Question: What is The Goal of a Long Putt

Answer: The goal of a long putt is not actually to knock the ball into the hole. That would be great, of course, but it isn’t going to happen very often. Even professional golfers are surprised when they make a long putt, as there is a significant amount of luck involved, along with plenty of skill. So, since you aren’t really trying to make the first one, you need to be ready to handle a second putt. Specifically, after hitting a good first putt, you need to have confidence in your ability to knock a short putt into the back of the cup to finish off the hole.

In this article, we are going to provide you with some simple short putting tips.

  • Use aggressive speed. In most cases, it is going to be a good idea to keep your speed up on short putts. Instead of just letting the ball drip in over the front edge, give it enough pace to tap the back of the cup before it falls to the bottom. Using aggressive speed is going to help the ball hold its line, meaning you won’t have to worry as much about reading break on your short putts. Of course, this can be a risky strategy on fast greens, as a miss may race by the hole and leave you with an even longer putt coming back. You’ll have to weigh the risk against the reward, and you may want to slow down your short putts when the greens get quick.
  • Keep your head perfectly steady. You always want to keep your head still when hitting putts, but that point is especially important when dealing with a short putt. You don’t have much margin for error here – if the ball starts off line, it is almost certainly going to miss. By keeping your head as steady as you can, you will be improving your odds of hitting the target line. There is no point in looking up early, as doing so is not going to do anything to keep the ball moving in the right direction. Keep your eyes down, your head still, and your mind focused on making a great stroke.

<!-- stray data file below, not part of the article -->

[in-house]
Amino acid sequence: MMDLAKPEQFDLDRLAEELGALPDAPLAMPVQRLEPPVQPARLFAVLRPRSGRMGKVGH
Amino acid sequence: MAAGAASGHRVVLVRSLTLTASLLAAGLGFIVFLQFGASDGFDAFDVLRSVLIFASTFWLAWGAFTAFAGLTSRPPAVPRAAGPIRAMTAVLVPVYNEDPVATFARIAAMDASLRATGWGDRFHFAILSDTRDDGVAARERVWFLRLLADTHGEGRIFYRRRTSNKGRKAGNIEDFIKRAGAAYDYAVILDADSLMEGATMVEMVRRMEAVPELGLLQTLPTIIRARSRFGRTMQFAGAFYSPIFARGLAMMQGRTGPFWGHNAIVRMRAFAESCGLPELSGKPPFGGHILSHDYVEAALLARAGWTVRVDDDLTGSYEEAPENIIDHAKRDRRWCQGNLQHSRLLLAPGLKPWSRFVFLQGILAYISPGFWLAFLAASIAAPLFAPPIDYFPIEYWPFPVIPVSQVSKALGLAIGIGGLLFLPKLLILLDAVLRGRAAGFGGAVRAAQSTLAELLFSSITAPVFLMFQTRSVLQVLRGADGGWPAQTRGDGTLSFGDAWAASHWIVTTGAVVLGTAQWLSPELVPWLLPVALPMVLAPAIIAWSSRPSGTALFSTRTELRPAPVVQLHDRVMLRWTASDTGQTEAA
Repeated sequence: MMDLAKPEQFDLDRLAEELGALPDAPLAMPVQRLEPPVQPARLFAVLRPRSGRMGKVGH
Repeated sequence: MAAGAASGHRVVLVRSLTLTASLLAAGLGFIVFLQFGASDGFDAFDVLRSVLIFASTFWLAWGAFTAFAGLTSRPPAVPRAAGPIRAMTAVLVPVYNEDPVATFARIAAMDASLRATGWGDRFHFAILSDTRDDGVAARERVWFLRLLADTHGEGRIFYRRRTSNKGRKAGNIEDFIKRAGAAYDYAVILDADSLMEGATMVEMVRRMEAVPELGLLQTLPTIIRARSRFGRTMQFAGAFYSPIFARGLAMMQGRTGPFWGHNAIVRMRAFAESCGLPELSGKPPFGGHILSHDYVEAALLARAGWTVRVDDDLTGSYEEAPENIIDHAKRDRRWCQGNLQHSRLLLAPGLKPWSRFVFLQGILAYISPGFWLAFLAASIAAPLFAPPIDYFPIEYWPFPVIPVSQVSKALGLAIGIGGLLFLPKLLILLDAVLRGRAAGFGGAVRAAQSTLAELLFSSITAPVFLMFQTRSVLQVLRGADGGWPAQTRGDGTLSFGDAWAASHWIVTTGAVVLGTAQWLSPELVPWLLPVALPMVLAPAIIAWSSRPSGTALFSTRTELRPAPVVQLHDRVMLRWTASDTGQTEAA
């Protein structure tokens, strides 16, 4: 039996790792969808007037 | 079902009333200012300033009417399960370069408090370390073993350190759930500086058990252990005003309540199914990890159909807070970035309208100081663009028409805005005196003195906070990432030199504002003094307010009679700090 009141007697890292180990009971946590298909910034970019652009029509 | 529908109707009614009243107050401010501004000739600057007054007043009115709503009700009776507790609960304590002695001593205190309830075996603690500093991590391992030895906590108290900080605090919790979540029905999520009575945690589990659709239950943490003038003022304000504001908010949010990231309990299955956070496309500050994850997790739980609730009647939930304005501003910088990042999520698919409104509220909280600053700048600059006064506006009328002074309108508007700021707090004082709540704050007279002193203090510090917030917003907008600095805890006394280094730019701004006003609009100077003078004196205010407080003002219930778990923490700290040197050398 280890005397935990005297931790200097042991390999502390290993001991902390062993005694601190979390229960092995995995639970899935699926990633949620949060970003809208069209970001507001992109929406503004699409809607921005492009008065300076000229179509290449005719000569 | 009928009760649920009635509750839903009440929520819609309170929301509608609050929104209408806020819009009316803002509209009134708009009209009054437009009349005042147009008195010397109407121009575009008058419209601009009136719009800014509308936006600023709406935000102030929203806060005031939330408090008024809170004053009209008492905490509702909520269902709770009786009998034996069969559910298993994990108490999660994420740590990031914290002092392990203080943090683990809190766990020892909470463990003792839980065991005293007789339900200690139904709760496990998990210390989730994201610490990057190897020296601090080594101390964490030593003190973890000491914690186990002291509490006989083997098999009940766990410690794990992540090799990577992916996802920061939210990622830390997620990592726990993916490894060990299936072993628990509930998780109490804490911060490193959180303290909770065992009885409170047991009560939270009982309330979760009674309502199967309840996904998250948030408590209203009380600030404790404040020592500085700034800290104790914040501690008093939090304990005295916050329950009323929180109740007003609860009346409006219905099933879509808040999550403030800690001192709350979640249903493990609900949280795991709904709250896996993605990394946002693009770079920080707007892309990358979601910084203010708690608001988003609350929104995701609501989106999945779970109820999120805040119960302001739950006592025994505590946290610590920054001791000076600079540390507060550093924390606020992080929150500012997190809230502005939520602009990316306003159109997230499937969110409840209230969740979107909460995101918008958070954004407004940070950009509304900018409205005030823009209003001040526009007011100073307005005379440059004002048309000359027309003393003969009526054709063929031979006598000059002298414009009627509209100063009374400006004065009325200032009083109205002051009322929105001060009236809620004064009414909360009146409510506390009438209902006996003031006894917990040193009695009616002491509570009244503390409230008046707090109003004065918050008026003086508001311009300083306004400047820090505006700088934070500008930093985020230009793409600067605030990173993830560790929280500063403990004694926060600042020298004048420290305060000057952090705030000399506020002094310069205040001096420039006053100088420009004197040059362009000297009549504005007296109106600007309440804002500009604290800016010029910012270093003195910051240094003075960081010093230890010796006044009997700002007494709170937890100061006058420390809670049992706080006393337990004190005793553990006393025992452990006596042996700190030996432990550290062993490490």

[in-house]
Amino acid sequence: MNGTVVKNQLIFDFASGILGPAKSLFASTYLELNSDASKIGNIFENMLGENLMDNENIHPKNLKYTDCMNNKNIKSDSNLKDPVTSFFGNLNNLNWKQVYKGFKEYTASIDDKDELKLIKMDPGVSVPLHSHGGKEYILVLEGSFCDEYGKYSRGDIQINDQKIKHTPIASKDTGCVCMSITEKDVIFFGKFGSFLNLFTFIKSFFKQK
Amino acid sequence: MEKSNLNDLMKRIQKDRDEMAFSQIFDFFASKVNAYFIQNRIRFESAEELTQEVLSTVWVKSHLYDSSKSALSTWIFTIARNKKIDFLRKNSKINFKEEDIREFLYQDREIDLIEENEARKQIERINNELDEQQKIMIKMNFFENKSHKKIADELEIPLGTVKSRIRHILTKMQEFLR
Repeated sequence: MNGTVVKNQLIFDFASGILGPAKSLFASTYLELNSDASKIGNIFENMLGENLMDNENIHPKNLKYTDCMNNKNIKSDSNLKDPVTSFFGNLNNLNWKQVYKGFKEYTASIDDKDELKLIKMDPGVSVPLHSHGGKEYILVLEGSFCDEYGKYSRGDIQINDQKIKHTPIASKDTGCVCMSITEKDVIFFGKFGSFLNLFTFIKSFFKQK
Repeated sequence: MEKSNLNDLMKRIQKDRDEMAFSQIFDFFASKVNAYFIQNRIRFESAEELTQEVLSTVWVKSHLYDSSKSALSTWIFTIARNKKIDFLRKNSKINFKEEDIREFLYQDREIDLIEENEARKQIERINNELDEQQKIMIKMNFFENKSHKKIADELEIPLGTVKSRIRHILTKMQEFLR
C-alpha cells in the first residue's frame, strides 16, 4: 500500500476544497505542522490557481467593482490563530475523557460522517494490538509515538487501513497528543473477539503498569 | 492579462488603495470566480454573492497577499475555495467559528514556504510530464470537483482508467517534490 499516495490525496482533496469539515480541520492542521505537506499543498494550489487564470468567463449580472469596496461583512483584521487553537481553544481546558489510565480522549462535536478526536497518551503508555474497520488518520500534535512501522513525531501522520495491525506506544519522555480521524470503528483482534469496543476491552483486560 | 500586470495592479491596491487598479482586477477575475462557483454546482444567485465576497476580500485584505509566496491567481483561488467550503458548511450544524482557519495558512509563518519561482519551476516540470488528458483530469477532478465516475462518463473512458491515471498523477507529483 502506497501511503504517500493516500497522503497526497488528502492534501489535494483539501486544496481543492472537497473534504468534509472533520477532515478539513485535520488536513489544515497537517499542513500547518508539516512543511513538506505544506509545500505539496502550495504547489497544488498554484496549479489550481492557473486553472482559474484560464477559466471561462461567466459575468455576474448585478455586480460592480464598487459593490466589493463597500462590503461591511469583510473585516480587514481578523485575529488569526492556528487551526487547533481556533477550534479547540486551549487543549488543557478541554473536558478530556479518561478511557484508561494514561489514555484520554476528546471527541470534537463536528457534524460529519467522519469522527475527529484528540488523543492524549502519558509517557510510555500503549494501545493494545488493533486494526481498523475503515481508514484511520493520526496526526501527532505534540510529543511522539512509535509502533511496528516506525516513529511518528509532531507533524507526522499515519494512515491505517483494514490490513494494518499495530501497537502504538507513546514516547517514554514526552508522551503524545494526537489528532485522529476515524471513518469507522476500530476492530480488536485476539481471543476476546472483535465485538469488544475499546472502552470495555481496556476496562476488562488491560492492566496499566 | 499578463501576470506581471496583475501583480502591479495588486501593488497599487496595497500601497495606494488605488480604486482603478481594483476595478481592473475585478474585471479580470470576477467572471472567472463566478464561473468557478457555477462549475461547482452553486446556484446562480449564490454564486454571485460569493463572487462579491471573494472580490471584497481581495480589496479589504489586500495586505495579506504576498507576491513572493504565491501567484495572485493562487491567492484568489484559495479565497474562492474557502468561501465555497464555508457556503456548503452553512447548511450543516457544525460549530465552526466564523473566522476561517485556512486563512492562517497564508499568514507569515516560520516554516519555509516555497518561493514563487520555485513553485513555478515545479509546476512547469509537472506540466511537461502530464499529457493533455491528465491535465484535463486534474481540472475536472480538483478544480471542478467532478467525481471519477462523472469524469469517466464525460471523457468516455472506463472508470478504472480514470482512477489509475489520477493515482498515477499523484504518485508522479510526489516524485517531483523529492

• Forget the misses. Unfortunately, missed short putts are just a part of this game. From time to time, you are going to send one by the edge, even if you feel like you made a good stroke. Missing one from time to time really isn’t a big deal, unless you let it get to you. It’s important that you manage to keep your confidence high even after a miss, knowing that those misses happen to the best golfers on occasion. By spending plenty of time in practice working on your short putts, you can build up confidence that will serve you well on the course.
  • Breaking your long putts down into segments is a great way to accomplish the goal of two putting in these situations. We hope the advice provided in this article will help you lag the ball up close to the hole time after time, even when a poor approach shot leaves you all the way on the other side of the putting surface. Wasting strokes on the greens never feels good, so fine tune you long putting skills to the point where you only three putt on the rarest of occasions. Good luck!